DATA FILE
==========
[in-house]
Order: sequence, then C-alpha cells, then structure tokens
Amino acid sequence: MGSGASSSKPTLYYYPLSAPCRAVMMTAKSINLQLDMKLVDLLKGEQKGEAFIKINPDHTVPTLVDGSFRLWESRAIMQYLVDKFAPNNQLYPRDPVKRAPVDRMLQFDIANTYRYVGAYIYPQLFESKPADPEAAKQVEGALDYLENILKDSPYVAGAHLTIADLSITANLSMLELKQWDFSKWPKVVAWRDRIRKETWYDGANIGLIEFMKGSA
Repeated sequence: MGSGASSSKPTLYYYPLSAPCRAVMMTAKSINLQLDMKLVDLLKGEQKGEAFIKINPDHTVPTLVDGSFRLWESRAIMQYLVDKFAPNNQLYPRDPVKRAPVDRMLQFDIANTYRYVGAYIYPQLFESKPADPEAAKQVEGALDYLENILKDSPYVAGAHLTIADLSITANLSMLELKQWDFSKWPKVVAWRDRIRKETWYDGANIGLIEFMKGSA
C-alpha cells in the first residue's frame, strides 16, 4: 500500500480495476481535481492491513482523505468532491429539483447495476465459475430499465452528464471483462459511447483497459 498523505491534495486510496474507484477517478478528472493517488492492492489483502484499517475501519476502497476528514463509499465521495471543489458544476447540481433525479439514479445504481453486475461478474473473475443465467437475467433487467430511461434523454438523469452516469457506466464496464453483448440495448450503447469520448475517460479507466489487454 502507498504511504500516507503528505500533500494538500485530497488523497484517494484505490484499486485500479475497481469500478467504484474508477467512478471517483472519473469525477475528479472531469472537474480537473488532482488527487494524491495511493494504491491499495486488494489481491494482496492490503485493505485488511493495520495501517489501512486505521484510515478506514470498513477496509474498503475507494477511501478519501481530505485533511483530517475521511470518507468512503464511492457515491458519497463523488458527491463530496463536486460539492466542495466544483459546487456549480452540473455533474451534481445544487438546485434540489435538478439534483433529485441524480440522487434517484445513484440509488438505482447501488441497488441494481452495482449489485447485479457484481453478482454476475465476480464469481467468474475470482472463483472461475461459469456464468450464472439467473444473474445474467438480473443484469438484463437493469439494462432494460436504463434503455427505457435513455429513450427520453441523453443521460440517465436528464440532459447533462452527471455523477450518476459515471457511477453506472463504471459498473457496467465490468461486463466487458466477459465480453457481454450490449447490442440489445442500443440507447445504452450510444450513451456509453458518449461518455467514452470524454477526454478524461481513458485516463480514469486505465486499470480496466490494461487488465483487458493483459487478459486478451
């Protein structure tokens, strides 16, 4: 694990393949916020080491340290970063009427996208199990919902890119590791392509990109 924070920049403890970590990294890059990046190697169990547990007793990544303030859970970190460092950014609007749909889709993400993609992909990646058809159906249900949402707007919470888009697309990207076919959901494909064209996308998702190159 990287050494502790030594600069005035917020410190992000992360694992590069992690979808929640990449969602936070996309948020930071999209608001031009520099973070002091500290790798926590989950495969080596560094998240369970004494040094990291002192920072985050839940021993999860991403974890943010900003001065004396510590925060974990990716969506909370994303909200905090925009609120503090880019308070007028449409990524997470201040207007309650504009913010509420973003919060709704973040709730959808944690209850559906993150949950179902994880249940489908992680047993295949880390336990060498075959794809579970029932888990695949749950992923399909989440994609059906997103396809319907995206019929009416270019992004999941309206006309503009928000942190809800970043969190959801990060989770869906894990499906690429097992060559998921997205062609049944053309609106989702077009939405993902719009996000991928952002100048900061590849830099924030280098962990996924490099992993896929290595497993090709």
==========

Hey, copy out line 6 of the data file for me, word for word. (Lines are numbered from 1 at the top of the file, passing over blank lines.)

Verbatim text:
């Protein structure tokens, strides 16, 4: 694990393949916020080491340290970063009427996208199990919902890119590791392509990109 924070920049403890970590990294890059990046190697169990547990007793990544303030859970970190460092950014609007749909889709993400993609992909990646058809159906249900949402707007919470888009697309990207076919959901494909064209996308998702190159 990287050494502790030594600069005035917020410190992000992360694992590069992690979808929640990449969602936070996309948020930071999209608001031009520099973070002091500290790798926590989950495969080596560094998240369970004494040094990291002192920072985050839940021993999860991403974890943010900003001065004396510590925060974990990716969506909370994303909200905090925009609120503090880019308070007028449409990524997470201040207007309650504009913010509420973003919060709704973040709730959808944690209850559906993150949950179902994880249940489908992680047993295949880390336990060498075959794809579970029932888990695949749950992923399909989440994609059906997103396809319907995206019929009416270019992004999941309206006309503009928000942190809800970043969190959801990060989770869906894990499906690429097992060559998921997205062609049944053309609106989702077009939405993902719009996000991928952002100048900061590849830099924030280098962990996924490099992993896929290595497993090709």